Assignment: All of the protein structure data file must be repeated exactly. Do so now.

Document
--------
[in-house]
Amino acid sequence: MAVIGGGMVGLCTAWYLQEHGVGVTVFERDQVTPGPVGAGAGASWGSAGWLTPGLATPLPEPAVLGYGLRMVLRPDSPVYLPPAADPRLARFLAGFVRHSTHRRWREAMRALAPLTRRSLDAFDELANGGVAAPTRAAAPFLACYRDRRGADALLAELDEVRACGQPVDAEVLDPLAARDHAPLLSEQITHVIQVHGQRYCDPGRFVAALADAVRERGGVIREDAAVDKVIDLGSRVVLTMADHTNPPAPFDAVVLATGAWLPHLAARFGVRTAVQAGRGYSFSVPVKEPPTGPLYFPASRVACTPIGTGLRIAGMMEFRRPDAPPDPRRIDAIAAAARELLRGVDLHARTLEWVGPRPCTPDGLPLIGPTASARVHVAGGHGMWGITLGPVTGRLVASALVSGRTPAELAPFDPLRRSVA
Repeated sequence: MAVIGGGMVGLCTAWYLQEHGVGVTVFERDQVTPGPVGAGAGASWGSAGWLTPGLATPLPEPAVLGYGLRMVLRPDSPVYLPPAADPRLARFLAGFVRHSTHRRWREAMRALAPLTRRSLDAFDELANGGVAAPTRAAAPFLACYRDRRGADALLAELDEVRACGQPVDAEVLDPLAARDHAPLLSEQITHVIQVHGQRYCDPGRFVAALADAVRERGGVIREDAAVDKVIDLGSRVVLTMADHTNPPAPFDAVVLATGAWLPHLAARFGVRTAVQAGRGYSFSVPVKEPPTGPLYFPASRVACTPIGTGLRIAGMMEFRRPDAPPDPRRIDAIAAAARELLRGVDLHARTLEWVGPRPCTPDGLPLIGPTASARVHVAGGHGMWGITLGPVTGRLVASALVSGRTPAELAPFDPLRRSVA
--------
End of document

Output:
[in-house]
Amino acid sequence: MAVIGGGMVGLCTAWYLQEHGVGVTVFERDQVTPGPVGAGAGASWGSAGWLTPGLATPLPEPAVLGYGLRMVLRPDSPVYLPPAADPRLARFLAGFVRHSTHRRWREAMRALAPLTRRSLDAFDELANGGVAAPTRAAAPFLACYRDRRGADALLAELDEVRACGQPVDAEVLDPLAARDHAPLLSEQITHVIQVHGQRYCDPGRFVAALADAVRERGGVIREDAAVDKVIDLGSRVVLTMADHTNPPAPFDAVVLATGAWLPHLAARFGVRTAVQAGRGYSFSVPVKEPPTGPLYFPASRVACTPIGTGLRIAGMMEFRRPDAPPDPRRIDAIAAAARELLRGVDLHARTLEWVGPRPCTPDGLPLIGPTASARVHVAGGHGMWGITLGPVTGRLVASALVSGRTPAELAPFDPLRRSVA
Repeated sequence: MAVIGGGMVGLCTAWYLQEHGVGVTVFERDQVTPGPVGAGAGASWGSAGWLTPGLATPLPEPAVLGYGLRMVLRPDSPVYLPPAADPRLARFLAGFVRHSTHRRWREAMRALAPLTRRSLDAFDELANGGVAAPTRAAAPFLACYRDRRGADALLAELDEVRACGQPVDAEVLDPLAARDHAPLLSEQITHVIQVHGQRYCDPGRFVAALADAVRERGGVIREDAAVDKVIDLGSRVVLTMADHTNPPAPFDAVVLATGAWLPHLAARFGVRTAVQAGRGYSFSVPVKEPPTGPLYFPASRVACTPIGTGLRIAGMMEFRRPDAPPDPRRIDAIAAAARELLRGVDLHARTLEWVGPRPCTPDGLPLIGPTASARVHVAGGHGMWGITLGPVTGRLVASALVSGRTPAELAPFDPLRRSVA